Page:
An island home to a host of endemic birds and other great wildlife, including lemurs!
It’s endemic birds aplenty at this exotic location, just off the coast of Africa
IF CHARLES DARWIN’S ship HMS Beagle had made a diversion and arrived in Madagascar before the Galápagos Islands, it’s quite possible he may not have bothered moving onto the archipelago off Ecuador. After separating from the African land mass 165 million years ago, Madagascar developed amazing examples of evolution. Some species arrived after the separation and subsequently evolved into several species as different habitats were colonised, requiring different adaptations. For example, the world’s largest bird, the flightless Elephant Bird, grew to a height of more than three metres and is the largest known species of bird to have existed. Madagascar is famous for being the only place in the world for lemurs and, incredibly, some became as large as gorillas. Sadly, as is often the case on islands, once people arrived extinction for the Elephant Bird, the huge lemurs and several other species inevitably followed. Nevertheless, Madagascar is still a truly unforgettable place for the modern birder and also for the general wildlife enthusiast. Although there are only about 210 regularly breeding birds, half of these are endemic, including five endemic families. To see a good range of endemics it’s necessary to visit three key habitats: spiny forest in the south, western dry deciduous forests and eastern rainforests. Each habitat holds a range of interesting species in addition to endemics. For most members of a group tour I recently led, the spiny forest was the one they selected as holding the most memorable birds. This small area of spiny forest held species from other endemic families, one of which is the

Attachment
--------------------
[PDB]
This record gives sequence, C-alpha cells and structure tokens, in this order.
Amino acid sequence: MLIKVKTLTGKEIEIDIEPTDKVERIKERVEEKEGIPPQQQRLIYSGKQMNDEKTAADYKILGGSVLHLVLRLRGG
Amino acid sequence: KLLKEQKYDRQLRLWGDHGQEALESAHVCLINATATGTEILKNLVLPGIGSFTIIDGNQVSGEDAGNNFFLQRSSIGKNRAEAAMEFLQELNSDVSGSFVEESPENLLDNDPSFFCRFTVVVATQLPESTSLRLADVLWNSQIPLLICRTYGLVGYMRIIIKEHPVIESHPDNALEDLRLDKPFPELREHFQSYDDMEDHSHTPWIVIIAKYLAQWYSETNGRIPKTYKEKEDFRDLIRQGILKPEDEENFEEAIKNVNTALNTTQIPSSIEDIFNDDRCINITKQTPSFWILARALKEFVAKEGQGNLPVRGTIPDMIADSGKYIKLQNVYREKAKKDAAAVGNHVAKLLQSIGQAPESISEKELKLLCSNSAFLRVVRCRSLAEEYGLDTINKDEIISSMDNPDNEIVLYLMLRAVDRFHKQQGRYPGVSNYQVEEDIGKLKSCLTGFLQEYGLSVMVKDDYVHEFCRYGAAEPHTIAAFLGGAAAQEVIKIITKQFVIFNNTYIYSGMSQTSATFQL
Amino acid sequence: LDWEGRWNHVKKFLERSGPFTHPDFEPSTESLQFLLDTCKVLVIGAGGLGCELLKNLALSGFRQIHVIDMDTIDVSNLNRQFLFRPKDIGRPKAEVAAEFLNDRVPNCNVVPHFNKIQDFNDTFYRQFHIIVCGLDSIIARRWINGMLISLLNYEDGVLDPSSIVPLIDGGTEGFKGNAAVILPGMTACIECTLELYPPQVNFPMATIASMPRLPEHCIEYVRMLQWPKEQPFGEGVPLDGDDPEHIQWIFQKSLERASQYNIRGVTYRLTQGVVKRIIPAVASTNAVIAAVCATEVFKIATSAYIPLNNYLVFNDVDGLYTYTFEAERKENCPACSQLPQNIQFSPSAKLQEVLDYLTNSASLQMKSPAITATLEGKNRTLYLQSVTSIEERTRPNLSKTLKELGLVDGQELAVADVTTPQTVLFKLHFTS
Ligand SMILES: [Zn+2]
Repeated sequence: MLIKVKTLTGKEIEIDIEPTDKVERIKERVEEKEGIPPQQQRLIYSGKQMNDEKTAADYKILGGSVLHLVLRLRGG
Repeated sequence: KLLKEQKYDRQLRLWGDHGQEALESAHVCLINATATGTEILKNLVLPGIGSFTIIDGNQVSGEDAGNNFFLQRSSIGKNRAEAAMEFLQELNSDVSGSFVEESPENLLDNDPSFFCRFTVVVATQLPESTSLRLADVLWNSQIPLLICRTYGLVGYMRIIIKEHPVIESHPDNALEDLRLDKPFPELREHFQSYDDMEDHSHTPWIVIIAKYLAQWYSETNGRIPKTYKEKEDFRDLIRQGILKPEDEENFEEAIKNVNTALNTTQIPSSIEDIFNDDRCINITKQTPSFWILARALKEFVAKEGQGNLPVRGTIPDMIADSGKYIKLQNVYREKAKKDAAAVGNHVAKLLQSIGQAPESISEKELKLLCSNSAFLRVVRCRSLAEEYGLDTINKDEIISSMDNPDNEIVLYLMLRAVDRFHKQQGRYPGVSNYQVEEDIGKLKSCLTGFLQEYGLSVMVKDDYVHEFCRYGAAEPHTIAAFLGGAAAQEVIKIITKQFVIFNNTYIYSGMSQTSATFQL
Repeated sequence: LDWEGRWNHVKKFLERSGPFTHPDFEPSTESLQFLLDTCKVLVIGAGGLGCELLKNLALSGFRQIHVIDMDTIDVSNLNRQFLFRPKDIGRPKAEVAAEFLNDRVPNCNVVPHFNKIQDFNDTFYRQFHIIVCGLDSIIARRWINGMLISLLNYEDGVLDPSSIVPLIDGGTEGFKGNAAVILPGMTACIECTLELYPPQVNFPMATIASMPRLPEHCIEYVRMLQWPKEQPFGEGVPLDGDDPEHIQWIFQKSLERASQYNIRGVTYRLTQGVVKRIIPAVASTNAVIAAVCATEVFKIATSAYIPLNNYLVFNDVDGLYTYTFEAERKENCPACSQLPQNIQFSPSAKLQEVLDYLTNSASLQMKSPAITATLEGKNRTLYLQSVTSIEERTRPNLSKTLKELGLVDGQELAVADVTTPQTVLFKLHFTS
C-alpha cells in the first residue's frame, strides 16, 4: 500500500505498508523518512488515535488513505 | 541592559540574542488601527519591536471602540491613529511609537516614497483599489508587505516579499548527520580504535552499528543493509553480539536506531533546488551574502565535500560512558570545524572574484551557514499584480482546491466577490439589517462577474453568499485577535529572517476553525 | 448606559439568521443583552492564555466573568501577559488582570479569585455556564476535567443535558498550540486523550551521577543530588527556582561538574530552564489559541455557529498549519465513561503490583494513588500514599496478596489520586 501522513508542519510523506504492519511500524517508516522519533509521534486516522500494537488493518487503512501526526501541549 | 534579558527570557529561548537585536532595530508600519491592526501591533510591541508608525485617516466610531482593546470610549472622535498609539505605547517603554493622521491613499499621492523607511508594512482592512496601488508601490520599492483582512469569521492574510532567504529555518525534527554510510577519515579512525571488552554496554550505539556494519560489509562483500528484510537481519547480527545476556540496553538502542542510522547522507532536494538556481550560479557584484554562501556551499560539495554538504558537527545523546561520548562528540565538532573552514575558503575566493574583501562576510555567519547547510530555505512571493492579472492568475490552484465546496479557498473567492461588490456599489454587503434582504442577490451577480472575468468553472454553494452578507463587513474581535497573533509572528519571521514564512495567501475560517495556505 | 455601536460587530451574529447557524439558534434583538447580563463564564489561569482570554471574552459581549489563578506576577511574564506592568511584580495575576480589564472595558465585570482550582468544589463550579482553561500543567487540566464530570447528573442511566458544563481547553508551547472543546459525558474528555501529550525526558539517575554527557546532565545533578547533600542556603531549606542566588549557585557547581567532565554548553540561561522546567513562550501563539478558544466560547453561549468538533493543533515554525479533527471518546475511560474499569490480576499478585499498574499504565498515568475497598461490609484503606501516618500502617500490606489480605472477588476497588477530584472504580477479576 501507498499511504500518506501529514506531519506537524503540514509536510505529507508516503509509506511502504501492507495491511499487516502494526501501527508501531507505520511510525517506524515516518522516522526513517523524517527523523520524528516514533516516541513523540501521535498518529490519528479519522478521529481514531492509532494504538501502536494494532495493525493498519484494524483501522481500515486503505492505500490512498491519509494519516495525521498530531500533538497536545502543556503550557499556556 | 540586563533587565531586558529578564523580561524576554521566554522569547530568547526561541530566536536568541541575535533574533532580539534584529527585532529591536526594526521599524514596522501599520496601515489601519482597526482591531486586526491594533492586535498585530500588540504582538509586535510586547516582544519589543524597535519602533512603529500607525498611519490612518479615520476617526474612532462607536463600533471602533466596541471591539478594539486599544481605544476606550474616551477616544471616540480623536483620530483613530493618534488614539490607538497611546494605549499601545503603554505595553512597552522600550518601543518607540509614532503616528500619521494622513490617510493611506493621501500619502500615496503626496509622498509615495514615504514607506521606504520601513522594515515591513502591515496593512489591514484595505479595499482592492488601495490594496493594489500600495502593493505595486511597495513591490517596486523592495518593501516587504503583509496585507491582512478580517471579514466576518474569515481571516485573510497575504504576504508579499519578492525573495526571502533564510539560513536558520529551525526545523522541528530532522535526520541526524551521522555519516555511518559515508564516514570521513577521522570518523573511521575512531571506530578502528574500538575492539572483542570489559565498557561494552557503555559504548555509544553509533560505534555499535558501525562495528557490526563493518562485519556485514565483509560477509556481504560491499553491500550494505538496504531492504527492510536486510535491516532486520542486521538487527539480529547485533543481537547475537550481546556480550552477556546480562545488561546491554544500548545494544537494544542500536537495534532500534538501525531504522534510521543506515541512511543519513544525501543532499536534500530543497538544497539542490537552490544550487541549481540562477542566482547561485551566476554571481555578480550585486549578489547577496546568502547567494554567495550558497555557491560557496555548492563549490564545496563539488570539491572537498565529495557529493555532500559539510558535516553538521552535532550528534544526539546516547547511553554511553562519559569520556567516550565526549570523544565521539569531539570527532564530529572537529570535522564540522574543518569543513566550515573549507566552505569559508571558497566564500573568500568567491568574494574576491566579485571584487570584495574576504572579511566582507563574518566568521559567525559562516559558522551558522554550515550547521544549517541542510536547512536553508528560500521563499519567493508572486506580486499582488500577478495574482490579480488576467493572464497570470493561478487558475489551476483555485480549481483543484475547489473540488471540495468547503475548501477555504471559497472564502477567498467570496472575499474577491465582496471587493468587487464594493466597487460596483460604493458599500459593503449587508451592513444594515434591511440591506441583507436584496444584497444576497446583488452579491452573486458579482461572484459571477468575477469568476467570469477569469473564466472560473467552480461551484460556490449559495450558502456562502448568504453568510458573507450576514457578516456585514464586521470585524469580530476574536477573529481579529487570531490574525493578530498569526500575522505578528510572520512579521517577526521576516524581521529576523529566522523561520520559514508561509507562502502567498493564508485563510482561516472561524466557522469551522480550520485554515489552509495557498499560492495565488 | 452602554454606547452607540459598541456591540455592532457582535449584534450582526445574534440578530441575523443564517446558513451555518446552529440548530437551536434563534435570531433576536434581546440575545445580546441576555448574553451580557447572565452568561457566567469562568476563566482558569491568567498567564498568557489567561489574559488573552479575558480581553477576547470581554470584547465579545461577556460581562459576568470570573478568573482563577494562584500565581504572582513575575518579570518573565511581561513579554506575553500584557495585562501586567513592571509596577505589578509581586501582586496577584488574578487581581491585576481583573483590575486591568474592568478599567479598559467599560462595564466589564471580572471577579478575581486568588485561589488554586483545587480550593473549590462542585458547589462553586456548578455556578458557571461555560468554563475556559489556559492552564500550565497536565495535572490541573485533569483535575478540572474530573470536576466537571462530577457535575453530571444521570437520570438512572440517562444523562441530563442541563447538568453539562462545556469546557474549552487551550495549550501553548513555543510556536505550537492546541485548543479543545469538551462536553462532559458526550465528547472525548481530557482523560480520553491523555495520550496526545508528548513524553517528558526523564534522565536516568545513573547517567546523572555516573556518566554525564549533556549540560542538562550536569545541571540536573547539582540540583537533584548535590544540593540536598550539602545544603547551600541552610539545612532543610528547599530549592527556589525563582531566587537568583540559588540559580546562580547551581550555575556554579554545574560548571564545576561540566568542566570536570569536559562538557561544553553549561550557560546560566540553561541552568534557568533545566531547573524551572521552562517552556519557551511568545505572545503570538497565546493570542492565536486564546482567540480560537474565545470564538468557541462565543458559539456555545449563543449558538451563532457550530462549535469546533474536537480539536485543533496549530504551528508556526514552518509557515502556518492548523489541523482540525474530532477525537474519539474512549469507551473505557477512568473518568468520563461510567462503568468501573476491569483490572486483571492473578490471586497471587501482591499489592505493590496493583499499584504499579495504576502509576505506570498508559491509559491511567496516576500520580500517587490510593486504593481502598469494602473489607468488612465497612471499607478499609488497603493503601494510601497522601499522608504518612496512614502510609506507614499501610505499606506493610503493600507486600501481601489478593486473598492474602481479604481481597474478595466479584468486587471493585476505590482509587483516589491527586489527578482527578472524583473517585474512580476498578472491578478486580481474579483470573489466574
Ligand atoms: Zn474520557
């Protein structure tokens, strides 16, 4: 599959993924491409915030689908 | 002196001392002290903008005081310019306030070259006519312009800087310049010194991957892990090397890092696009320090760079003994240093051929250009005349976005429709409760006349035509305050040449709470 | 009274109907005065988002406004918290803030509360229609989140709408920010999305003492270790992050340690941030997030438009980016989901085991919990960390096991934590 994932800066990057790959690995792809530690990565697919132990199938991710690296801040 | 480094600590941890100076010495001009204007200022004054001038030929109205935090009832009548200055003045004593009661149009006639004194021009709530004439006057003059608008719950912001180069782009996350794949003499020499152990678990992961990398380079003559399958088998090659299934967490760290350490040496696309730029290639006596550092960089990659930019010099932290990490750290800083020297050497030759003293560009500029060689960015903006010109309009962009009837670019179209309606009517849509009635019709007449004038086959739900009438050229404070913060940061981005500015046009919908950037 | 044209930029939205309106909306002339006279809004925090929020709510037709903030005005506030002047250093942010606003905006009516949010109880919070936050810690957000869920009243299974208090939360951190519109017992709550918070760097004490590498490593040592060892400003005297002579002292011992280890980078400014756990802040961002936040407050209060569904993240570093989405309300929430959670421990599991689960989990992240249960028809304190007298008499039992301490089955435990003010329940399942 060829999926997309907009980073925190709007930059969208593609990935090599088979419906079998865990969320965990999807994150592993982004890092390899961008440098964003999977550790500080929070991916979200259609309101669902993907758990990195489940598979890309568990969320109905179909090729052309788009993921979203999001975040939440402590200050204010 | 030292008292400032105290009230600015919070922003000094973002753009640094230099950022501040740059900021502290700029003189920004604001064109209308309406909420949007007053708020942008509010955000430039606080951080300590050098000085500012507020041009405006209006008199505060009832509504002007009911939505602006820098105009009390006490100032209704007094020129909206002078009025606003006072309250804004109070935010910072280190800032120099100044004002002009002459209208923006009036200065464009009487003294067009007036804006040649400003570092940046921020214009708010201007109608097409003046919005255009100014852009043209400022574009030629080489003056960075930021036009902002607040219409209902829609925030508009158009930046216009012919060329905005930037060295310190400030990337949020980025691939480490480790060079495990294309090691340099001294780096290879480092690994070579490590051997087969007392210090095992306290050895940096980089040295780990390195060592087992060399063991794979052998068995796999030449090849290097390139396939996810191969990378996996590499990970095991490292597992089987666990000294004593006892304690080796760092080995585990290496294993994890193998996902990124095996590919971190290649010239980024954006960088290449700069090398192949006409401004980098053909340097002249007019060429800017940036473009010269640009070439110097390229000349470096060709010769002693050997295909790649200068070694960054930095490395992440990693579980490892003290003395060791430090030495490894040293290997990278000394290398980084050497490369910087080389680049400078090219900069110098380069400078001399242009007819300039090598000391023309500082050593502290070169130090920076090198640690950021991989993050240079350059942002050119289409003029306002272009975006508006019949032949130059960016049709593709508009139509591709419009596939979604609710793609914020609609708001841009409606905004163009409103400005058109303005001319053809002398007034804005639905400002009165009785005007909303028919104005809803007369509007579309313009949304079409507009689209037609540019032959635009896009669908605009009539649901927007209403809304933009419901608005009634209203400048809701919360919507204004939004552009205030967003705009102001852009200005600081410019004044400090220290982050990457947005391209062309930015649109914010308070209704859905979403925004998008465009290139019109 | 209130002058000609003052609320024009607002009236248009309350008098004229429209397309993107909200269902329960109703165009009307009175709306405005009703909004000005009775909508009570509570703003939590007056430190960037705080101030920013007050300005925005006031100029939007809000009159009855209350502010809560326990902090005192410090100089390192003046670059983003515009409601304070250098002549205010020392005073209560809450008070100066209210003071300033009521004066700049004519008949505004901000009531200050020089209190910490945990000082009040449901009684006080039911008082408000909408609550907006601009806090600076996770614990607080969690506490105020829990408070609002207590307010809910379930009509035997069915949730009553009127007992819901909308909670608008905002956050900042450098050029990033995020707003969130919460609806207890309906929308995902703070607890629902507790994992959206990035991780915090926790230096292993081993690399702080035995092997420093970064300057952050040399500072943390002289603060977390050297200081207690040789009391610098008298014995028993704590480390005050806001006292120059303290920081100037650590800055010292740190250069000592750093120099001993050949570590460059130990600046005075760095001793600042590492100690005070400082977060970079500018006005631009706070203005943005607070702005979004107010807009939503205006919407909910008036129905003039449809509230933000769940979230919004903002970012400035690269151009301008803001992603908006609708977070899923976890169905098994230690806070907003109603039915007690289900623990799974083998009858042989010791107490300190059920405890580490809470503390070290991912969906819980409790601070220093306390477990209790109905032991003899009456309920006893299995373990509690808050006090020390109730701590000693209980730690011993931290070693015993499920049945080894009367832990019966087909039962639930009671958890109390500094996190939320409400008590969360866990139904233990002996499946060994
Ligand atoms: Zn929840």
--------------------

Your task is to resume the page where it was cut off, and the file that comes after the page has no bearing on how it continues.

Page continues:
couas, which are related to cuckoos but build their own nest and raise their own young. Another target endemic family for birders are the ground-rollers. Perhaps the most interesting family are the vangas and if Darwin had studied them rather than his finches, they’d now be famous. This family has an even more incredible range of beaks than the Galápagos finches. The spiny forest holds one of the best examples of niche filling with the splendid Sickle-billed Vanga and it’s quite a highlight when you see one of these black and white birds perched at the top of a tree with its long, grey, curved beak. There are a few wetlands on the eastern coast where you will hope to find the endemic Madagascar Plover as well as migrant waders, Hottentot Teal, Madagascar Lark and Madagascar Cisticola. In the north is a lake where, in 2006, the presumed extinct Madagascar Pochard was rediscovered, with a population of just 24. Moving inland from the spiny forest, the Zombitse forest is an example of dry deciduous forest and is one of only three sites known to hold Appert’s Tetraka, a warbler-type bird that moves through the understory in small groups. The forest also holds Greater and Lesser Vasa Parrots, plus various lemurs and other endemics. Continuing eastwards takes us to the wetter parts of Madagascar and, for me, the Nuthatch Vanga is one of the prizes here. Another highlight of the rainforest must be the sight and sound of the Madagascar Cuckoo Roller displaying over the canopy as you strain your neck trying to get a good view of this unique bird. You really do need to visit Madagascar to understand the true magic of an island that Darwin would have loved.
SAVANNA Madagascan savanna in the Menabe region of western Madagascar
GIANT COUA Relatives of the cuckoos, the couas are strictly birds of Madagascar
SCALY GROUND-ROLLER An endemic beauty of a bird from a family restricted to Madagascar
BLUE COUA It is not hard to see where the Blue Coua gets its name from...